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Smith, West Named Fellows of the National Academy of Inventors

Distinction recognizes prolific spirit of innovation in creating or facilitating outstanding, impactful inventions

The National Academy of Inventors (NAI) has elected two faculty members from Duke University’s Pratt School of Engineering to its 2016 class of Fellows: David Smith, the James B. Duke Professor and chair of Electrical and Computer Engineering and director of the Center for Metamaterials and Integrated Plasmonics, and Jennifer L. West, the Fitzpatrick Family University Professor of Engineering and associate dean for Ph.D. Education.

Founded in 2010, the NAI recognizes academic inventors for their prolific spirit of innovation in creating or facilitating outstanding inventions that have made a tangible impact on the quality of life, economic development and the welfare of society. With today’s announcement, the Pratt School of Engineering faculty now includes four members of the academy—professors Robert Calderbank and Ashutosh Chilkoti were both elected in 2014—while Duke University as a whole boasts seven, including new 2016 Fellow Paul Modrich, James B. Duke Professor of Biochemistry and winner of the 2015 Nobel Prize in Chemistry. 

“There has never been doubt that our professors are amongst the finest scholars and thinkers in the world,” said Ravi Bellamkonda, Vinik Dean of the Pratt School of Engineering at Duke. “What’s special about the NAI honor is that it specifically calls out those amongst us who have had a particular impact on translating this scholarship in tangible ways to positively influence medicine as in the case of Professor West, or stretching the limits of what metamaterials can do, as in the case of Professor Smith. This combination of scholarship and impact is what makes Duke Engineering so special.”

Jennifer WestWest’s research focuses on the development of novel biomaterials and tissue engineering to address a wide array of biological problems, from glaucoma to cancer. Recent pursuits include creating patterned surfaces to control the physical interactions of cultured cells and developing artificial “micro-environments” that can mimic living tissues, making them ideal substrates for many cell and tissue applications.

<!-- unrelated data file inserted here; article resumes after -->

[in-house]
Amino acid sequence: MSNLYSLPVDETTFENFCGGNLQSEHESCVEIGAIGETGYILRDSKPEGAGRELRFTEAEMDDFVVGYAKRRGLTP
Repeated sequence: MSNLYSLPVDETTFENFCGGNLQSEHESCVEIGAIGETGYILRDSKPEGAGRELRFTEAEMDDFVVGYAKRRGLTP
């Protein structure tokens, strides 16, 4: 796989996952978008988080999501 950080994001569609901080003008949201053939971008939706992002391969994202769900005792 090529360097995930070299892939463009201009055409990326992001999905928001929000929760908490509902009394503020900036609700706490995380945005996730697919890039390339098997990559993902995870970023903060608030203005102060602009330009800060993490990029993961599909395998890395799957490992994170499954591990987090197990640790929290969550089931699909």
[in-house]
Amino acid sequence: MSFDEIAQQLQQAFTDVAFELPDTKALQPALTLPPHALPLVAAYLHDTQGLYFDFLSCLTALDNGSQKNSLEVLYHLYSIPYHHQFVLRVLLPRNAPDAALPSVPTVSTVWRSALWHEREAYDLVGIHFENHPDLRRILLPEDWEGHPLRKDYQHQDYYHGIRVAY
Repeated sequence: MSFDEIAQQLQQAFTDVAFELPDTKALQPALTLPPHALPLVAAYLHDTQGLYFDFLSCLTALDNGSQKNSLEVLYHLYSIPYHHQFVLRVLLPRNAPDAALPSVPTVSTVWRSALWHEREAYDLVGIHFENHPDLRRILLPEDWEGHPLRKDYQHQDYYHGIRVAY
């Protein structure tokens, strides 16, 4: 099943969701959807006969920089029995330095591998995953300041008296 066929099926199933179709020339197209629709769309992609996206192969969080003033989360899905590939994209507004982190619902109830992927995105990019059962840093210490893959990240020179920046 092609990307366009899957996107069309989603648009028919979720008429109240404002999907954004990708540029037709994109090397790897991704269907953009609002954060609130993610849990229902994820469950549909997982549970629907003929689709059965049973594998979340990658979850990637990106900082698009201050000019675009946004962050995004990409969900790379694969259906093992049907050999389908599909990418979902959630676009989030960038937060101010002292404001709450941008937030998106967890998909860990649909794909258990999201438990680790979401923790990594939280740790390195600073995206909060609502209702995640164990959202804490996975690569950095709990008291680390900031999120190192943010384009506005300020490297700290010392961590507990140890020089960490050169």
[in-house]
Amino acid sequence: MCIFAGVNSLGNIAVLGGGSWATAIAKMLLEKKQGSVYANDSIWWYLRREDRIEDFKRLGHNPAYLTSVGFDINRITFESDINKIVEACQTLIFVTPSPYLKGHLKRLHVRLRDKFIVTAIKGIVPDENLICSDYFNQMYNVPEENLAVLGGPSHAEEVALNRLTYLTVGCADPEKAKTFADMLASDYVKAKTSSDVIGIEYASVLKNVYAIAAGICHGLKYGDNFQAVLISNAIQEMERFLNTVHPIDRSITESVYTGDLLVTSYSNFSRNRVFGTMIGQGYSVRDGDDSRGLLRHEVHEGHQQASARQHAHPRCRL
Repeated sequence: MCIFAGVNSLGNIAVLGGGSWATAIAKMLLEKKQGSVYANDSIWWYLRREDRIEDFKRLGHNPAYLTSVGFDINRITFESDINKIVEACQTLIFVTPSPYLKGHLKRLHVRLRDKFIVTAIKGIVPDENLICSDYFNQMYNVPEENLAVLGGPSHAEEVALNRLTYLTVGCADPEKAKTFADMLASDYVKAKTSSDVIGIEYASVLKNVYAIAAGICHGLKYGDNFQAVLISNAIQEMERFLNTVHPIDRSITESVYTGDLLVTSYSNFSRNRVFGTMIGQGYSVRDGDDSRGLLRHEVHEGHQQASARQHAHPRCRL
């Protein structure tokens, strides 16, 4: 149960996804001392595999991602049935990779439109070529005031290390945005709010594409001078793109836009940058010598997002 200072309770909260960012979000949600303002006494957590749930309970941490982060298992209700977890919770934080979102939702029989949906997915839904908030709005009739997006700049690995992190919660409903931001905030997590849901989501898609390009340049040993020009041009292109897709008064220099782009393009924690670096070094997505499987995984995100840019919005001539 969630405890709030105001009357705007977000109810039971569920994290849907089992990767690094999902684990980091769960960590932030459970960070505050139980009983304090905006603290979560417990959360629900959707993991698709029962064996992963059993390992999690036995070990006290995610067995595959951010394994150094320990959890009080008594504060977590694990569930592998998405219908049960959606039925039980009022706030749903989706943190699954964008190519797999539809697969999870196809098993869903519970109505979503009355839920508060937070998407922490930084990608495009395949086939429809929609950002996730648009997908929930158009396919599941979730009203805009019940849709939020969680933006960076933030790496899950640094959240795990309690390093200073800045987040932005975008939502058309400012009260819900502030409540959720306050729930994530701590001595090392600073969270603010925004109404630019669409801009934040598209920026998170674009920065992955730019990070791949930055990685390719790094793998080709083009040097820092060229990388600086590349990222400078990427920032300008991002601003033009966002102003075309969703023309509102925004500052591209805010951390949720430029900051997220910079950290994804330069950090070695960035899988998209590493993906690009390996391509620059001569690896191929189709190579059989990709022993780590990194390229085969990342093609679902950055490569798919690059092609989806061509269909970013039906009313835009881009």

Another active area of research is using gold nanoparticles tuned to absorb certain wavelengths of infrared light to heat and destroy cancerous tumors. While the original nanoparticles are already in clinical trials, West recently improved on her design by adding an extremely thin layer of hydrogels to the surface that, when heated, lose their water content and release any molecules (such as drugs) trapped within.

Earlier this year, West was elected to the National Academy of Engineering “for developments in photothermal and theranostic therapies and bioabsorbed scaffolds for tissue regeneration.”

Smith’s research focuses on the fundamental understanding of metamaterials and their potential applications. Metamaterials are synthetic materials composed of many individual, engineered cells that not only mimic the properties of materials, but allow exquisite control over those properties. Metamaterial composites can be used to mold the flow of light and electromagnetic waves, sometimes in surprising and unconventional ways.

David SmithIn 2000, Smith was the first to demonstrate a metamaterial with a negative index-of-refraction—a substance that had been hypothesized more than thirty years prior but had never been shown to exist. In 2006, Smith was the first to demonstrate an electromagnetic “invisibility cloak,” a structure made possible because of the unique properties of metamaterials. Since then, he has helped create other applications for the technology, such as small, flat, reconfigurable satellite antennas, systems for security imaging and wireless power transfer devices.

With the election of the 2016 class, there are now 757 NAI Fellows, representing 229 research universities and governmental and non-profit research institutes. The 2016 Fellows are named inventors on 5,437 issued U.S. patents, bringing the collective patents held by all NAI Fellows to more than 26,000.

The 2016 Fellows will be inducted on April 6, 2017, as part of the Sixth Annual Conference of the National Academy of Inventors at the John F. Kennedy Presidential Library & Museum in Boston, MA. U.S. Commissioner for Patents, Andrew H. Hirshfeld will provide the keynote address for the induction ceremony. In honor of their outstanding accomplishments, Fellows will be presented with a special trophy, medal and rosette pin.